TUTANKHAMUN’S LIFETutankhamun lived over 3,300 years ago during the period known as the New Kingdom. Tut's MaskFor two centuries, Egypt had ruled as a world superpower, while its Royal family lived the opulent lifestyle. The powerful priesthood of the god Amun had controlled vast temples and estates.

All that changed during the reign of Amenhotep IV when he renounced the multitude of gods worshipped by the Egyptians and abolished the priesthood of Amun. Amenhotep established a new order to worship the sun god Aten and changed his own name to Akhenaten, meaning “servant of the Aten.”

A new capital was established well to the north of Thebes (modern Luxor) – the home of the main temples of Amun. His new city was named Akhetaten, meaning “Horizon of the Aten.” Akhenaten

It was here that Akhenaten (left) ruled with his chief wife, Nefertiti, who bore him six daughters, but no son to carry on as Pharaoh. It is now believed that Akhenaten and a lesser wife named Kiya were the parents of Tutankhaten, as Tutankhamun was known at first.

He would have spent most of his early years in the palaces of Akhetaten, being tutored in many skills, including reading and writing.

Much is uncertain about this period and, in time, both Nefertiti’s and Kiya’s names ceased to appear in written records. A shadowy figure emerged by the name of Smenkhkare – he may have been a brother of the king and briefly ruled alongside him.

In any case, soon after the deaths of Akhenaten and Smenkhkare, Tutankhaten became a Boy King at the age of about nine. He married a slightly older Ankhesenpaaten (below right), one of the daughters of Akhenaten and Nefertiti.

Soon their names were changed to Tutankhamun and Ankhesenamun to reflect the return to favour of the Amun hierarchy and the ousting of the Aten power base. The temples of Amun were restored.

At such a young age, Tutankhamun would not have been responsible for the real decision making. This would have been handled by two high officials called Ay (possibly the father of Nefertiti) and Horemheb, commander-in-chief of the army.

Sometime around the ninth year of Tutankhamun’s reign, possibly 1325 BC, he died and Ay is depicted in tomb paintings as overseeing Tutankhamun’s burial arrangements which lasted 70 days.

Meanwhile, Ankhesenamun was left in a dilemma – there was no heir to the throne. (Two stillborn female foetuses were found in the tomb). It is possible that she was the Queen who wrote in desperation to Suppiluliumas I, king of the Hittites, asking him to send one of his sons to marry her and become Pharaoh. Being an enemy of Egypt, the Hittite king suspected a trick and sent an envoy to check. The widow’s situation was confirmed and he then sent a son who was murdered at the border – probably by agents sent by general Horemheb. (It is also possible that the correspondence to the Hittites may have been written some years earlier by Nefertiti after the death of her husband, Akhenaten.)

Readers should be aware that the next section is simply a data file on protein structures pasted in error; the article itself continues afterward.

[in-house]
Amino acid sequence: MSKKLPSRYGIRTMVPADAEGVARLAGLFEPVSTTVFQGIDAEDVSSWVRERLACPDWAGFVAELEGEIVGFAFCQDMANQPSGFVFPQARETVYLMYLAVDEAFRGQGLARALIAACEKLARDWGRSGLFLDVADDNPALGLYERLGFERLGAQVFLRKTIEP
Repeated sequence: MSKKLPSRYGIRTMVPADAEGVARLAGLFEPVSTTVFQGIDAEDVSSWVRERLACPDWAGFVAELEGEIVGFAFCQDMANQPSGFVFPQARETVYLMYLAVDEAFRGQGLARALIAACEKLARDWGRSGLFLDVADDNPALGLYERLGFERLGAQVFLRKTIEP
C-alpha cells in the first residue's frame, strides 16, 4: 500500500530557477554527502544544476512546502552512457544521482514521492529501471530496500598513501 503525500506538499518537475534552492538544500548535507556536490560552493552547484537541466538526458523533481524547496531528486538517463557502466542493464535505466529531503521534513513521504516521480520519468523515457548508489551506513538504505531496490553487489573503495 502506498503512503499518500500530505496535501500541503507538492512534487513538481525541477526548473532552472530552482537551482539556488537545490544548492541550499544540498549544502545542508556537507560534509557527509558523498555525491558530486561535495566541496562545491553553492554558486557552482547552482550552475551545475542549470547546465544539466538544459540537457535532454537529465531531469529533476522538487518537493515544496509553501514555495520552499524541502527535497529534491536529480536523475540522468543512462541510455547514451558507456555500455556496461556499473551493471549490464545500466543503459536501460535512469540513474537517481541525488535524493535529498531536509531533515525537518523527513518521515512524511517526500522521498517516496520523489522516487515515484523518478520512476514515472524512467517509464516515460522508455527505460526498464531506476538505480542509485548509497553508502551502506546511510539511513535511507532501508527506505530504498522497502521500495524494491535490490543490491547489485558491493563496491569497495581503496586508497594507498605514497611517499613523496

The ageing Ay became Pharaoh and took Ankhesenamun as his queen to legitimise his rule. What happened to her after that is not known. Ay ruled for only four years and after his death Horemheb grabbed power. He soon obliterated evidence of the reigns of Akhenaten, Tutankhamun and Ay and substituted his own name on many monuments.

X-rays taken in 1968 seemed to indicate the possibility of an injury to the skull that had time to partly heal. This was thought by some to be evidence of a blow to the skull – perhaps murder. Others thought it may have been the result of a fall from his horse-drawn chariot.

In January 2005, the Egyptian Supreme Council of Antiquities arranged for a van equipped with a portable CAT-scanner (the latter donated by Siemans Ltd and the National Geographic Society) to be driven to the Valley of the Kings as part of its Egyptian Mummy Project. Tutankhamun’s mummy was removed briefly from his tomb and caried to the van outside for the CAT scans. These detailed scans showed no evidence of a blow to the skull. They did provide a wealth of data about Tutankhamun, including that he had an impacted wisdom tooth. From the scans, it was estimated that he was about 168cm (5 foot 6 inches) tall, of slight build but well fed, and about 19 years old when he died.

The scans also showed that the Pharaoh had a fracture of the left femur with broken skin and bone. The left knee cap was also detacted. His injuries could have occurred as much as a few days before his death and, if infection had set in, it may have been fatal. Perhaps he was thrown from a chariot or injured in battle, but we will probably never know.

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